Dry Macular Degeneration
What is dry macular degeneration?
Dry macular degeneration is a common eye disorder that affects adults over the age of 50. It occurs when the macula, which is a part of the retina and is responsible for clear vision in a straight line of sight, wears down, causing blurry or reduced central vision.
Dry macular degeneration may first appear in one eye and then affect both eyes. Over time, vision worsens and affects the ability to do certain activities, such as reading and driving or even recognizing faces. This vision deterioration does not mean losing sight altogether.
What are the symptoms of dry macular degeneration?
Symptoms of dry macular degeneration usually develop gradually without causing any pain.
They may include:
- Visual distortions (impaired vision)
- Decreased central vision in one or both eyes
- The need for bright light when reading or doing close-up work
- Vision difficulties in dimly lit places
- Decreased color intensity or brightness
- Difficulty recognizing faces
- Increased blurriness of printed words
Dry macular degeneration usually affects both eyes. If one eye is affected, you may not notice any changes in vision because your healthy eye can compensate for the vision deterioration of the affected eye. Dry macular degeneration does not affect the peripheral vision, nor does it cause total blindness on its own.
You should visit an ophthalmologist as soon as you notice changes in your central vision or ability to recognize colors and small details.
What is the cause of dry macular degeneration?
The exact cause of dry macular degeneration remains to be known. However, research suggests that the disease may be linked to a combination of genetic and environmental factors, including smoking and diet.
What are the risk factors of dry macular degeneration?
- Age. Macular degeneration is more common in people over the age of 50.
- Genetics. Macular degeneration has a genetic component, and researchers have identified many genes associated with the condition.
- Race. Macular degeneration affects Caucasians more than any other race.
- Smoking. Tabaco smoking or frequent exposure to smoke increases the risk of developing macular degeneration.
- Obesity. Research suggests that obesity may increase the chances of worsening early or moderate macular degeneration into a more severe condition.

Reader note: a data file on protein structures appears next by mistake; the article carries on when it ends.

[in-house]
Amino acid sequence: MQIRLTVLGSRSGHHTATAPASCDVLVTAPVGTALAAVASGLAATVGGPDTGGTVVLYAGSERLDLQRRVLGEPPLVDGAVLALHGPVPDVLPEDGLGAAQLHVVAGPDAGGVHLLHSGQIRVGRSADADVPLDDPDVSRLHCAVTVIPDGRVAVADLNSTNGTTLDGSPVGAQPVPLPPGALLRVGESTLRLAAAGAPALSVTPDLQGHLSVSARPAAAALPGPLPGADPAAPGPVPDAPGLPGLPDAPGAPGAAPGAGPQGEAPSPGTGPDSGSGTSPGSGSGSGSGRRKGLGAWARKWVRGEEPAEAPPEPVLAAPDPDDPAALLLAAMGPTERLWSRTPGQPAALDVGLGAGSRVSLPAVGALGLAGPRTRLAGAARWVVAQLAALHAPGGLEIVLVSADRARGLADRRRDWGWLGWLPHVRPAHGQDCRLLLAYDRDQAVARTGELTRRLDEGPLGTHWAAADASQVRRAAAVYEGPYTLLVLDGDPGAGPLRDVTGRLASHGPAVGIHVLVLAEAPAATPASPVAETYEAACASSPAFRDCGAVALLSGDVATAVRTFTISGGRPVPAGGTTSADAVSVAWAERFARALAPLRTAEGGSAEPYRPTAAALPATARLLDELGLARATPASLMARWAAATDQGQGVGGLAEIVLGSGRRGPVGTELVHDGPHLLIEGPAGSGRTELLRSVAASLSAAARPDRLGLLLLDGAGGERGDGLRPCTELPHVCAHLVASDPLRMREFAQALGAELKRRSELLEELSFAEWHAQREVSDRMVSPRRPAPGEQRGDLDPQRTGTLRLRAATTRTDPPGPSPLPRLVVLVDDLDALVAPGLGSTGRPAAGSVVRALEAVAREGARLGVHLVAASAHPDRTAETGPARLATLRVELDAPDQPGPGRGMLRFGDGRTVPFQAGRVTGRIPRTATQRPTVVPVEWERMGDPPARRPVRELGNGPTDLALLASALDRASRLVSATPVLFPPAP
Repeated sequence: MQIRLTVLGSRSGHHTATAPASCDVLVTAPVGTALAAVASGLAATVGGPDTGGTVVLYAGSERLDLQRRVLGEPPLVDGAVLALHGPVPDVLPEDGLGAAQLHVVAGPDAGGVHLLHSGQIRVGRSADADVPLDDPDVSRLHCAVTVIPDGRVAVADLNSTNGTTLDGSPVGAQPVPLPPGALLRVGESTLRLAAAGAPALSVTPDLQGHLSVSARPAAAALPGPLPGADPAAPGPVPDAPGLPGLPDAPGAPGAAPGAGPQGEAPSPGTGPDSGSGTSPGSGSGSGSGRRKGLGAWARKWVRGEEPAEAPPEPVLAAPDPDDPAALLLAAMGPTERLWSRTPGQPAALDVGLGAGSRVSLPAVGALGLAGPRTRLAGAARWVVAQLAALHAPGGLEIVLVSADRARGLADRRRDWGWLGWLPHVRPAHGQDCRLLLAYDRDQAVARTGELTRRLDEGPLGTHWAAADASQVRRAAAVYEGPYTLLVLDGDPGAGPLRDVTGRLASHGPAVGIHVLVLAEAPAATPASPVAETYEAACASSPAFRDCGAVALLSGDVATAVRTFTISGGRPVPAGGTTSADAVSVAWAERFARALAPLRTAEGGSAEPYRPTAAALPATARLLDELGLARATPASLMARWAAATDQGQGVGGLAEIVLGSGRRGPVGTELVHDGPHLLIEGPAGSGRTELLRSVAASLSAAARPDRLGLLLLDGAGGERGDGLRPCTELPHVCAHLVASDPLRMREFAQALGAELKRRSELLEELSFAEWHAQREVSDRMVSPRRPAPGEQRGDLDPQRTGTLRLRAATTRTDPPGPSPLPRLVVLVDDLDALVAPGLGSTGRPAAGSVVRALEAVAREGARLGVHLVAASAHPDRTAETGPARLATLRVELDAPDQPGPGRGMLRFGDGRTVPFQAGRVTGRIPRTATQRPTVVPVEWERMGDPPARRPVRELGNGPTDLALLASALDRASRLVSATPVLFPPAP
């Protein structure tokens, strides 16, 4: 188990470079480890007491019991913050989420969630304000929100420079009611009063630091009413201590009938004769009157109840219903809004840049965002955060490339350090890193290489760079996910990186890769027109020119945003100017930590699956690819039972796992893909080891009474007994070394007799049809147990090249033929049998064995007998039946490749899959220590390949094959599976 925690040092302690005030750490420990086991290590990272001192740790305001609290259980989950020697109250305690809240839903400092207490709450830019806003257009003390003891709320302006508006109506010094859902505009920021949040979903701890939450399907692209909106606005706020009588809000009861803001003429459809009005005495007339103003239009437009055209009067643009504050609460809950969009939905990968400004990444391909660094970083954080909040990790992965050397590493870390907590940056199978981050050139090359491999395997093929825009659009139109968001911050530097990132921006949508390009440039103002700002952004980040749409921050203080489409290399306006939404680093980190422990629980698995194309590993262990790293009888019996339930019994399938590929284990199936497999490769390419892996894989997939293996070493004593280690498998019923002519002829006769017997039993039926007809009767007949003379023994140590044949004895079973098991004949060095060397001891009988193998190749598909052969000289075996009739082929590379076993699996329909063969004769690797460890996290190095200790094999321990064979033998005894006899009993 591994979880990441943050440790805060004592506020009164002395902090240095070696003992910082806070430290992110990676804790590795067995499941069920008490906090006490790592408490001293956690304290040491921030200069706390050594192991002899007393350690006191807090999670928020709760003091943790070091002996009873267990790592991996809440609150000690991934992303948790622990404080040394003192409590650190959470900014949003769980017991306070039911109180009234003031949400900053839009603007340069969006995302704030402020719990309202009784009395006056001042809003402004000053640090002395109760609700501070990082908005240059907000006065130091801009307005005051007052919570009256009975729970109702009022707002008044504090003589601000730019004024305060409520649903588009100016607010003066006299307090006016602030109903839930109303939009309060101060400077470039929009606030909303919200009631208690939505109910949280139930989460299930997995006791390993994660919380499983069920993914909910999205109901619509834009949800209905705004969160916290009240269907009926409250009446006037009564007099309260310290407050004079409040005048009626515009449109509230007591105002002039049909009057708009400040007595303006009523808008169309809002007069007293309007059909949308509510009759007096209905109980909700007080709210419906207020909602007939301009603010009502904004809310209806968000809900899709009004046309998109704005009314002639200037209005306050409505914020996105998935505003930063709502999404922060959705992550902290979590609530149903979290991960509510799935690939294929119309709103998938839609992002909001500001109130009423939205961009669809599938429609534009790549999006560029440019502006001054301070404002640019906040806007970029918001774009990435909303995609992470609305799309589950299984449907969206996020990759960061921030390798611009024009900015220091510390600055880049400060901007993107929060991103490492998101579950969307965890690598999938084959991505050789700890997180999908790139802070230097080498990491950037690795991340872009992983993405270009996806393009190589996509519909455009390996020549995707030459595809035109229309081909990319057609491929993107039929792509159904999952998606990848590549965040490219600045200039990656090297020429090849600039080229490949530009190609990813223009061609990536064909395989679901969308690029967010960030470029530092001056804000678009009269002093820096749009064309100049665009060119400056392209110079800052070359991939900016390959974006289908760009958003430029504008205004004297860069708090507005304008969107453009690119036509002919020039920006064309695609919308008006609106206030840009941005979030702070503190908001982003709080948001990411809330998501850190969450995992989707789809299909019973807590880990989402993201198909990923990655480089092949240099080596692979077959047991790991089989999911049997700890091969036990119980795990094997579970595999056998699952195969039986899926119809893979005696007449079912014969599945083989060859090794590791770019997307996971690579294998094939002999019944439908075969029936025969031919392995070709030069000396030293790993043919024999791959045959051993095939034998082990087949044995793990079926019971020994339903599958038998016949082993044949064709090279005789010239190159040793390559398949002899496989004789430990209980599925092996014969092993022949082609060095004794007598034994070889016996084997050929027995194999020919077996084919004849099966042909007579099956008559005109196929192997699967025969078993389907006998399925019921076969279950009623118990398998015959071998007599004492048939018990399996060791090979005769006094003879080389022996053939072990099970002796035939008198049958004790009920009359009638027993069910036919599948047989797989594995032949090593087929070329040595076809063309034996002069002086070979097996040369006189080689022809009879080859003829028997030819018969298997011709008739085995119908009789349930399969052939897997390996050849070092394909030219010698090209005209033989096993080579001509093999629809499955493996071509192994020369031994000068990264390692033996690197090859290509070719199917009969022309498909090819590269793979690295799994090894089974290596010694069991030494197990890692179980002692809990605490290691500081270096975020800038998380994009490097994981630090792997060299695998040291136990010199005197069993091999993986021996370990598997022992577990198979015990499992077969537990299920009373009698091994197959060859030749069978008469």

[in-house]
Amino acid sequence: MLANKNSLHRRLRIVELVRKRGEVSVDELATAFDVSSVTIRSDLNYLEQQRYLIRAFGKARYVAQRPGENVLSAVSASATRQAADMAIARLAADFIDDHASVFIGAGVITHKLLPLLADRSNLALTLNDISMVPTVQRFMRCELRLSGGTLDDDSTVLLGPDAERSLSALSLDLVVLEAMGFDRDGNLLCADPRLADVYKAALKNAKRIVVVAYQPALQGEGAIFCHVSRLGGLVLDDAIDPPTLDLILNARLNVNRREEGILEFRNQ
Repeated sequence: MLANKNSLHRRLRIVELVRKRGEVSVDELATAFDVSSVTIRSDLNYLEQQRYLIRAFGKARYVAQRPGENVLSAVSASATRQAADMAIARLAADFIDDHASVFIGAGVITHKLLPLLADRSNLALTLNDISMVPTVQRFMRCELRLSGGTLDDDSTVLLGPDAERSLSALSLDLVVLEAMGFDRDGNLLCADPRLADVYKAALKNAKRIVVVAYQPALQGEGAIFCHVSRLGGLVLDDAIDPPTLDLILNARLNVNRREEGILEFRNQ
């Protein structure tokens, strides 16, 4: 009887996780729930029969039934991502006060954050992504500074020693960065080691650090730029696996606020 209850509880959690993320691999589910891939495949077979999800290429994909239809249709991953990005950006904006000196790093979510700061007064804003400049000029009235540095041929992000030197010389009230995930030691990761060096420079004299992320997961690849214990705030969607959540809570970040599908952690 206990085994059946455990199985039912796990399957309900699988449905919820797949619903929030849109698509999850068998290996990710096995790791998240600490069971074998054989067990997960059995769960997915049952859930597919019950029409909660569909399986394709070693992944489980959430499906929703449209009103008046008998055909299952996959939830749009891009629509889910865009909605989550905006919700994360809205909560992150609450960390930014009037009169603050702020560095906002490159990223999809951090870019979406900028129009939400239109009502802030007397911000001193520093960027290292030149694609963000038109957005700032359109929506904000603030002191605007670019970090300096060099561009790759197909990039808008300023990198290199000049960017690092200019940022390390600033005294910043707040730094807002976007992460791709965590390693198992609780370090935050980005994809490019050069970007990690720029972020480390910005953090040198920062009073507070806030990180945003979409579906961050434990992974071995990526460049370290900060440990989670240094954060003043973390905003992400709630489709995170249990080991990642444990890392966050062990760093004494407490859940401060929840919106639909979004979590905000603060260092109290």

- Cardiovascular diseases. If you have diseases that affect your heart and blood vessels, your risk of developing macular degeneration may increase.
How is dry macular degeneration diagnosed?
Our ophthalmologist will review your medical and family history and perform a complete eye exam. They may also perform several other tests, including:
- Examine the back of the eye. Your ophthalmologist will put drops in the eyes to dilate the pupils and use special tools to examine the back of the eye. They will look for a mottled appearance caused by yellow deposits that form under the retina (drusen). People with macular degeneration usually have a lot of drusen.
- Detect any defects in your central vision. During this test, your ophthalmologist may use an Amsler grid to check for defects in your central vision. Straight lines in the grid may look faded, broken, or blurred if macular degeneration is present.
- Angiography. During the test, your ophthalmologist will inject a colored dye into a vein in your arm. The dye travels to and highlights the blood vessels in your eyes. A special camera takes several pictures as the dye travels through the blood vessels in your retina. The images will show if there are new blood vessels or blood leakage in the macula.
How is dry macular degeneration treated?
There is no cure for dry macular degeneration. If you are diagnosed early, you can take steps to help slow its progress, such as taking vitamin supplements, having a healthy diet, and avoiding smoking.
Dry macular degeneration does not affect peripheral vision and usually does not cause total blindness. However, it can significantly reduce or eliminate your central vision, which is crucial for driving, reading, and recognizing people’s faces. It may be helpful for you to work with our ophthalmologist. They can help and advise you on the best ways to adapt to your changing vision.